how to make a homemade morning after pill

How to Make a Homemade Morning After Pill
how to make a homemade morning after pill


In certain situations, access to a morning-after pill might be limited, prompting some individuals to seek alternatives. However, it is crucial to note that a homemade morning-after pill should not replace the use of a medically-approved pill prescribed by healthcare professionals. This article discusses some purported homemade remedies that people have tried, but it is important to consult with a healthcare provider for proper advice and guidance.

Understanding Morning After Pills

Morning-after pills, also known as emergency contraception, are medications that can help prevent pregnancy after unprotected intercourse or contraceptive failure. These pills contain hormones that work by delaying ovulation, inhibiting fertilization, or preventing implantation.

Homemade Morning After Pill Myths

There are various myths and misconceptions surrounding homemade morning-after pills. It is important to debunk them to ensure accurate information:

  • Lemon Juice: Some believe that drinking or applying lemon juice to vaginal regions can prevent pregnancy. However, there is no scientific evidence to support this claim, and it may even cause irritation or infection.
  • Vitamin C: High doses of vitamin C have been suggested as a possible method to prevent pregnancy, but again, there is no scientific evidence backing this claim.
  • Pennyroyal Herb: Ingesting pennyroyal herb has been associated with toxic effects and should be avoided. It is not a reliable solution for emergency contraception.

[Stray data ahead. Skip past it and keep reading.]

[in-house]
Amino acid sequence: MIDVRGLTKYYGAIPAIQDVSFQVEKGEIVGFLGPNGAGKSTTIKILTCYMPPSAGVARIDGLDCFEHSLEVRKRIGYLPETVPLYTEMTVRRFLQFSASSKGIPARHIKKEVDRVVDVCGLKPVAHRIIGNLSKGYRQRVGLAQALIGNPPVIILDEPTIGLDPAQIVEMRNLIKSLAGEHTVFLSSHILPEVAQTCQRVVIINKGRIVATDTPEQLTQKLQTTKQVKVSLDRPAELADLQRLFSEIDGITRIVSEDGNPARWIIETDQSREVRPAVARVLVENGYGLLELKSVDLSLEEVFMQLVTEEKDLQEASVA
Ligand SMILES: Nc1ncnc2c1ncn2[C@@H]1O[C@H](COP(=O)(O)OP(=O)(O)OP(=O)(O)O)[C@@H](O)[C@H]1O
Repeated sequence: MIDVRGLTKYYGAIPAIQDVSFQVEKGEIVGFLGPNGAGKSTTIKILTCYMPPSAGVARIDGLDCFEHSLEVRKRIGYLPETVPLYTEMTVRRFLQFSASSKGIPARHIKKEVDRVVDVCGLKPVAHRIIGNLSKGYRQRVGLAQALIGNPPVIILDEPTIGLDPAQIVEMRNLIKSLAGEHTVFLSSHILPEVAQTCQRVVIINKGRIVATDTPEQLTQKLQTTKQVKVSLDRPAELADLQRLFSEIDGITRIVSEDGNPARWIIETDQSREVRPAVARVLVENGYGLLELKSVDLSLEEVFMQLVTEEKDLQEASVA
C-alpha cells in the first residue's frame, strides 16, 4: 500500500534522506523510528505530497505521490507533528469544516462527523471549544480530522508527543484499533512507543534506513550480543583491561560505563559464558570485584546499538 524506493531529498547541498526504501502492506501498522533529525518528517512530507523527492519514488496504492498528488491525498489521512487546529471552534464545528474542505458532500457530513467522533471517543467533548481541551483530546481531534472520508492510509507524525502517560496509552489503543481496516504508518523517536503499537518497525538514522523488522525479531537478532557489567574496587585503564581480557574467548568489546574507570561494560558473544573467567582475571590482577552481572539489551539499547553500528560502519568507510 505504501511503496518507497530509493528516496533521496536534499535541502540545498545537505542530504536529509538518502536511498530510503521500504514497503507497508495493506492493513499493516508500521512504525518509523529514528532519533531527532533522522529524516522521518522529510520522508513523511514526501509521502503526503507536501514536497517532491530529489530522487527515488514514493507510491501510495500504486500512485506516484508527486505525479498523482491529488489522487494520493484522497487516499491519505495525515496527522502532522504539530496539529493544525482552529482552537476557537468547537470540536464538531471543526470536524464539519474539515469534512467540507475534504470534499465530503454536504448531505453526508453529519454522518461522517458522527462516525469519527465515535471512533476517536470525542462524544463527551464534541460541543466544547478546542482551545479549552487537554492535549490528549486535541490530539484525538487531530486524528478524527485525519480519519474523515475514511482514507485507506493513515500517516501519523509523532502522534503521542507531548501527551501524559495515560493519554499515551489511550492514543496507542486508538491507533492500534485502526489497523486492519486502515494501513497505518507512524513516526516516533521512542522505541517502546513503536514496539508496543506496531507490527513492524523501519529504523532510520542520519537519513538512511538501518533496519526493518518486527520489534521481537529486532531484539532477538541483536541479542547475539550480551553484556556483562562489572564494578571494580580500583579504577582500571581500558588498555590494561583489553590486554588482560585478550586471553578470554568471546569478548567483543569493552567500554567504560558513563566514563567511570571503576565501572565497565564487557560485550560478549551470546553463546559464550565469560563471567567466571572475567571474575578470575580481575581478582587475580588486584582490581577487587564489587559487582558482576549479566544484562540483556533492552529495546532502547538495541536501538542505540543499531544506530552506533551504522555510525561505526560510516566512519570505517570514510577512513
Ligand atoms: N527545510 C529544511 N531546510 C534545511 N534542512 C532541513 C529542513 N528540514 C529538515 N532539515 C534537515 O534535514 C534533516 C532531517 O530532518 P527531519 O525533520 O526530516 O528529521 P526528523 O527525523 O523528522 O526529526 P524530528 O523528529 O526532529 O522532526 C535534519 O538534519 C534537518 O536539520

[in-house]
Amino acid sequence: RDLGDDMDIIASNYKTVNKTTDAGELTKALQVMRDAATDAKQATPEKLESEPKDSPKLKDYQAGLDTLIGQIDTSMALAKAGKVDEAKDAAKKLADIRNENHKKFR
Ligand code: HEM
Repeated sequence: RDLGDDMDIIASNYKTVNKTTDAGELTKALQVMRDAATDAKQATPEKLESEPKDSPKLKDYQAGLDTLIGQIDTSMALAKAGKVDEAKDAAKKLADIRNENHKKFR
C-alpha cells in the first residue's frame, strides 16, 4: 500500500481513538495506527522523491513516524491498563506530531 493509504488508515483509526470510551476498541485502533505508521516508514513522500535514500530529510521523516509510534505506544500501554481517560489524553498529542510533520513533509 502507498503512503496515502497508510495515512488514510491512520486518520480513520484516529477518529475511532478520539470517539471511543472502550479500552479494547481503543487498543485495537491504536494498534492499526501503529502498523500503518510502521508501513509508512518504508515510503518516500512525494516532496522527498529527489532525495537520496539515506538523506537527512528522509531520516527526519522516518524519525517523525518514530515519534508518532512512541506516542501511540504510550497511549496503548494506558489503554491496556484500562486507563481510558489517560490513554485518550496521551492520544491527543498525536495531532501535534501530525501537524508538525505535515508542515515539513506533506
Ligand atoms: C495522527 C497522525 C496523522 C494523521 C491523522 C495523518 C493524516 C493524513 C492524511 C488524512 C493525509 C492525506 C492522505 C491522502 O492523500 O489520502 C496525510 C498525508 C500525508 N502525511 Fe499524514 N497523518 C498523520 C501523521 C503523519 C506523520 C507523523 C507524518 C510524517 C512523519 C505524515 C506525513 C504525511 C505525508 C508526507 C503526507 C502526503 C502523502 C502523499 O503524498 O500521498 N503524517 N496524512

Safe Alternatives to Homemade Pills

While homemade morning-after pills should be avoided due to the lack of scientific evidence and potential risks, there are safe alternatives available:

  • Plan B: Plan B is an FDA-approved emergency contraception pill available over-the-counter at pharmacies. It is highly effective if taken within 72 hours after unprotected intercourse.
  • Ella: Ella is another FDA-approved prescription pill that can be taken up to 120 hours after unprotected intercourse. It requires a prescription from a healthcare provider.

Consulting a Healthcare Provider

If you find yourself in need of emergency contraception, it is important to consult with a healthcare provider. They can provide the appropriate advice, guidance, and possibly prescribe the necessary morning-after pill. They can also discuss other relevant information, such as potential side effects and future contraceptive options.


While homemade morning-after pill alternatives might be tempting, it is crucial to prioritize safety, effectiveness, and expert advice. FDA-approved emergency contraception options like Plan B and Ella are readily available and are the most reliable choices. Always consult with a healthcare provider for proper guidance in these matters.

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